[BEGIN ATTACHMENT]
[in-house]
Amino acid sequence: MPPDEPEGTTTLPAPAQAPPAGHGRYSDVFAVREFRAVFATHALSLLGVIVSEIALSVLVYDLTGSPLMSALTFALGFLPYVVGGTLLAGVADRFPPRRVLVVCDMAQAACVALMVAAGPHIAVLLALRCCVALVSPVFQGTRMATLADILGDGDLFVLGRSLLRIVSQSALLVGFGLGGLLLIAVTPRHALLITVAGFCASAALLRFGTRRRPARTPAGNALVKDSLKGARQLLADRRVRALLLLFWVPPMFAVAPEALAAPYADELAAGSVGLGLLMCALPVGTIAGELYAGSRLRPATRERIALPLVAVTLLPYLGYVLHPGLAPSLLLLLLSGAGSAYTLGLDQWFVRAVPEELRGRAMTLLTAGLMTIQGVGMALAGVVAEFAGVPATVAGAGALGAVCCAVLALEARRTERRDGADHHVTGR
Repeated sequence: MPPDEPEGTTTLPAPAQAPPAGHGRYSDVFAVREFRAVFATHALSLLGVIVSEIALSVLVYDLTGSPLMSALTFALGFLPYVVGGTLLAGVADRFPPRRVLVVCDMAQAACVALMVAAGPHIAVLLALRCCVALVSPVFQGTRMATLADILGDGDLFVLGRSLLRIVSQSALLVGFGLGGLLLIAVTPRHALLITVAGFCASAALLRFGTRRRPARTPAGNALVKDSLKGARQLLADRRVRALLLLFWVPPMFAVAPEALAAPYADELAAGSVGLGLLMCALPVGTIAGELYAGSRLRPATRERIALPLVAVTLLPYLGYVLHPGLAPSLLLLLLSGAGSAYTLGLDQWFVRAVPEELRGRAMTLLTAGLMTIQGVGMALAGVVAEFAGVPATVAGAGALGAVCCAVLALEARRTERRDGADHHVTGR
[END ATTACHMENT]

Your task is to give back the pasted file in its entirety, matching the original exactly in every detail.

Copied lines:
[in-house]
Amino acid sequence: MPPDEPEGTTTLPAPAQAPPAGHGRYSDVFAVREFRAVFATHALSLLGVIVSEIALSVLVYDLTGSPLMSALTFALGFLPYVVGGTLLAGVADRFPPRRVLVVCDMAQAACVALMVAAGPHIAVLLALRCCVALVSPVFQGTRMATLADILGDGDLFVLGRSLLRIVSQSALLVGFGLGGLLLIAVTPRHALLITVAGFCASAALLRFGTRRRPARTPAGNALVKDSLKGARQLLADRRVRALLLLFWVPPMFAVAPEALAAPYADELAAGSVGLGLLMCALPVGTIAGELYAGSRLRPATRERIALPLVAVTLLPYLGYVLHPGLAPSLLLLLLSGAGSAYTLGLDQWFVRAVPEELRGRAMTLLTAGLMTIQGVGMALAGVVAEFAGVPATVAGAGALGAVCCAVLALEARRTERRDGADHHVTGR
Repeated sequence: MPPDEPEGTTTLPAPAQAPPAGHGRYSDVFAVREFRAVFATHALSLLGVIVSEIALSVLVYDLTGSPLMSALTFALGFLPYVVGGTLLAGVADRFPPRRVLVVCDMAQAACVALMVAAGPHIAVLLALRCCVALVSPVFQGTRMATLADILGDGDLFVLGRSLLRIVSQSALLVGFGLGGLLLIAVTPRHALLITVAGFCASAALLRFGTRRRPARTPAGNALVKDSLKGARQLLADRRVRALLLLFWVPPMFAVAPEALAAPYADELAAGSVGLGLLMCALPVGTIAGELYAGSRLRPATRERIALPLVAVTLLPYLGYVLHPGLAPSLLLLLLSGAGSAYTLGLDQWFVRAVPEELRGRAMTLLTAGLMTIQGVGMALAGVVAEFAGVPATVAGAGALGAVCCAVLALEARRTERRDGADHHVTGR